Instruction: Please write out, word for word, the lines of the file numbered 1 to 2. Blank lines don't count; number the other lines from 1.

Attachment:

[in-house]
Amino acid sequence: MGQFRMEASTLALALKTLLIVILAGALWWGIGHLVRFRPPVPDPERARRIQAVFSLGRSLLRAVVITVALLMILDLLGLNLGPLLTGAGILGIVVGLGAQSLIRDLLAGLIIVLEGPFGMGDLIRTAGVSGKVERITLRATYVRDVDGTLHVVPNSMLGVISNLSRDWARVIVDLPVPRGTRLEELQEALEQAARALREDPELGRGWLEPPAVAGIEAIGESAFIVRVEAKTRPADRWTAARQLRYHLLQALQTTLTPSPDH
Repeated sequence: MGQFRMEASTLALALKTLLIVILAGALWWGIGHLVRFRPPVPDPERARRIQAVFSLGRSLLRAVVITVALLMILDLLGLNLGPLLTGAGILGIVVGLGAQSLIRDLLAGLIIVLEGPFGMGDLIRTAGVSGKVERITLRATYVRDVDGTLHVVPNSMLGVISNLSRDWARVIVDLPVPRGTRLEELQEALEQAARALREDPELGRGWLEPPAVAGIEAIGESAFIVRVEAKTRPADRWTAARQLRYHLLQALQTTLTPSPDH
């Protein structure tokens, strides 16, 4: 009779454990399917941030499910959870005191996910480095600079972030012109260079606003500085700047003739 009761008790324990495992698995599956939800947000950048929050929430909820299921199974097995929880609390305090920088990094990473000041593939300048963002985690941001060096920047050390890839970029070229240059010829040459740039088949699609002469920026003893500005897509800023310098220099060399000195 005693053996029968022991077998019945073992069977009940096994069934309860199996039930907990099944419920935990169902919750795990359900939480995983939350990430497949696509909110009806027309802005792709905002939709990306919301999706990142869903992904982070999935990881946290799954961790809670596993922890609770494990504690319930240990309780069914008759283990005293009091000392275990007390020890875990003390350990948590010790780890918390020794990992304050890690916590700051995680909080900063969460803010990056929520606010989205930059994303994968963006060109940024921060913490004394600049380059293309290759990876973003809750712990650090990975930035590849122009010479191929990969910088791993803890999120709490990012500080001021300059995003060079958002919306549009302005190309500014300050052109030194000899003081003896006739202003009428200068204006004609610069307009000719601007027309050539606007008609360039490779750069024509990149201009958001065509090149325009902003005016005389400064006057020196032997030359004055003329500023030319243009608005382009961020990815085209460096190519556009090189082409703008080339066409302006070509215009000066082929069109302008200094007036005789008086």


[in-house]
Amino acid sequence: MGQFRMEASTLALALKTLLIVILAGALWWGIGHLVRFRPPVPDPERARRIQAVFSLGRSLLRAVVITVALLMILDLLGLNLGPLLTGAGILGIVVGLGAQSLIRDLLAGLIIVLEGPFGMGDLIRTAGVSGKVERITLRATYVRDVDGTLHVVPNSMLGVISNLSRDWARVIVDLPVPRGTRLEELQEALEQAARALREDPELGRGWLEPPAVAGIEAIGESAFIVRVEAKTRPADRWTAARQLRYHLLQALQTTLTPSPDH